Association for Behavior Analysis International

The Association for Behavior Analysis International® (ABAI) is a nonprofit membership organization with the mission to contribute to the well-being of society by developing, enhancing, and supporting the growth and vitality of the science of behavior analysis through research, education, and practice.

Integrating Cultural Responsiveness Into Supervision: Understanding the Context, Meeting the Need, and Suggestions for Practice

Brian Conners (Seton Hall University)

Invited Panel

OBM

 

Biography:

Brian Conners, Ph.D., BCBA, is a New Jersey Department of Education certified school psychologist and a Board Certified Behavior Analyst. He originally developed the graduate program in Applied Behavior Analysis at Seton Hall University, where he currently serves on their faculty and is their Interim Associate Dean for Academic Affairs for the College of Education and Human Services. He has worked within various sectors as a behavior analyst and consultant including public and private schools, psychiatric hospitals, and community agencies. He has presented at state and national conferences and has published articles and book chapters in multicultural and diversity issues in behavior analysis, crisis intervention, and restraint and seclusion practices in schools. He was the editor for the first book ever to be published on diversity issues in the field of ABA entitled, Multiculturalism and Diversity in Applied Behavior Analysis: Bridging Theory and Application.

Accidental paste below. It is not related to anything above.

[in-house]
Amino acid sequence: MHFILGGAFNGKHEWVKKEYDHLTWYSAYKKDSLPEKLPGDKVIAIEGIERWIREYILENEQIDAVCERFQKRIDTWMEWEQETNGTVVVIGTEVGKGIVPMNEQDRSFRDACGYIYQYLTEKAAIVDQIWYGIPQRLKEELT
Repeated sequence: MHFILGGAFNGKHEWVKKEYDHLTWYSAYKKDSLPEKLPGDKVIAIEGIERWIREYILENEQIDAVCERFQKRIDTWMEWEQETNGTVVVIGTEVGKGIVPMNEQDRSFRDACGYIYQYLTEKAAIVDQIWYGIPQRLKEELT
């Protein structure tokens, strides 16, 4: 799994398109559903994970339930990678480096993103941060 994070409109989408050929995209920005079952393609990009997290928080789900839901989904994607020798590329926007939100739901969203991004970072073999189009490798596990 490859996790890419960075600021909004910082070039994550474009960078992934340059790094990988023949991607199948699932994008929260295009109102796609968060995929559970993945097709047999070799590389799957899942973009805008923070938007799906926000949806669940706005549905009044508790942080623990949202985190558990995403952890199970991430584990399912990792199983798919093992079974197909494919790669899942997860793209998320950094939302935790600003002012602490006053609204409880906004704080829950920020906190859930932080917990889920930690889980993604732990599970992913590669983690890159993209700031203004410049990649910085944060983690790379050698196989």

Abstract:

In recent years, much more emphasis has been placed on cultural competence, humility, and responsiveness, as they relate to ABA service provision. These concepts have received attention in published literature, in discussions about issues facing the field, and in our new Ethics Code. The field is making progress in defining these skills, and much discussion exists around the teaching and training of this skill set for practitioners. In addition to these needs, there is an obligation to integrate the coverage of these issues into supervision. In this panel discussion, panelists will review the context and need for this expansion of supervision, the development of a tool to assess the extent to which supervision is culturally responsive, the associated issues in practice and mentorship that should be considered in this context, and future directions for mentoring.

 

Modifed by Eddie Soh
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